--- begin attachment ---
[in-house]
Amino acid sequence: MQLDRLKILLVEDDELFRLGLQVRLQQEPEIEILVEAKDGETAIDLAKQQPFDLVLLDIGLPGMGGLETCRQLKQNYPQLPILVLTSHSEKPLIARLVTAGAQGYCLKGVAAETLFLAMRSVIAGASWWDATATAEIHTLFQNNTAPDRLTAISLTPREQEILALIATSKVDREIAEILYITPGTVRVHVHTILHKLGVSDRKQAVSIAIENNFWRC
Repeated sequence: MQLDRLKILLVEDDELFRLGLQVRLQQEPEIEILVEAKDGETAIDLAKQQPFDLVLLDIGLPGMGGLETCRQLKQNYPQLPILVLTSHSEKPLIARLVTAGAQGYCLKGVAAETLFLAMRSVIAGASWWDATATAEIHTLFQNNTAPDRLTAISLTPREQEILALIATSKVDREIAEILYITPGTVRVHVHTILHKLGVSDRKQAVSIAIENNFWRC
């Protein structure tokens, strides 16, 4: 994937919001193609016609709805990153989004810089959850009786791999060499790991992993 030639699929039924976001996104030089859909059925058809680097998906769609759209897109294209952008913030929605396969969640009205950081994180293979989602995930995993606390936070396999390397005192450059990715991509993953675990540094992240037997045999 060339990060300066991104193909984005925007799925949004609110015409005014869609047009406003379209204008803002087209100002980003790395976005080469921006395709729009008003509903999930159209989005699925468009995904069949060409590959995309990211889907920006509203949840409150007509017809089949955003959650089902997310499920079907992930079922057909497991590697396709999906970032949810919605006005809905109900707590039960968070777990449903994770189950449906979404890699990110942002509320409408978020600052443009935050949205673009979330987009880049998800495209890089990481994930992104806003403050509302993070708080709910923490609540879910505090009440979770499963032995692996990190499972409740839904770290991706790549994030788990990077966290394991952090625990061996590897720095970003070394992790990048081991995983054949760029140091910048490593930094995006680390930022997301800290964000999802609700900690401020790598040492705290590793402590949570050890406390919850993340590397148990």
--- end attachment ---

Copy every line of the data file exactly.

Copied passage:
[in-house]
Amino acid sequence: MQLDRLKILLVEDDELFRLGLQVRLQQEPEIEILVEAKDGETAIDLAKQQPFDLVLLDIGLPGMGGLETCRQLKQNYPQLPILVLTSHSEKPLIARLVTAGAQGYCLKGVAAETLFLAMRSVIAGASWWDATATAEIHTLFQNNTAPDRLTAISLTPREQEILALIATSKVDREIAEILYITPGTVRVHVHTILHKLGVSDRKQAVSIAIENNFWRC
Repeated sequence: MQLDRLKILLVEDDELFRLGLQVRLQQEPEIEILVEAKDGETAIDLAKQQPFDLVLLDIGLPGMGGLETCRQLKQNYPQLPILVLTSHSEKPLIARLVTAGAQGYCLKGVAAETLFLAMRSVIAGASWWDATATAEIHTLFQNNTAPDRLTAISLTPREQEILALIATSKVDREIAEILYITPGTVRVHVHTILHKLGVSDRKQAVSIAIENNFWRC
């Protein structure tokens, strides 16, 4: 994937919001193609016609709805990153989004810089959850009786791999060499790991992993 030639699929039924976001996104030089859909059925058809680097998906769609759209897109294209952008913030929605396969969640009205950081994180293979989602995930995993606390936070396999390397005192450059990715991509993953675990540094992240037997045999 060339990060300066991104193909984005925007799925949004609110015409005014869609047009406003379209204008803002087209100002980003790395976005080469921006395709729009008003509903999930159209989005699925468009995904069949060409590959995309990211889907920006509203949840409150007509017809089949955003959650089902997310499920079907992930079922057909497991590697396709999906970032949810919605006005809905109900707590039960968070777990449903994770189950449906979404890699990110942002509320409408978020600052443009935050949205673009979330987009880049998800495209890089990481994930992104806003403050509302993070708080709910923490609540879910505090009440979770499963032995692996990190499972409740839904770290991706790549994030788990990077966290394991952090625990061996590897720095970003070394992790990048081991995983054949760029140091910048490593930094995006680390930022997301800290964000999802609700900690401020790598040492705290590793402590949570050890406390919850993340590397148990």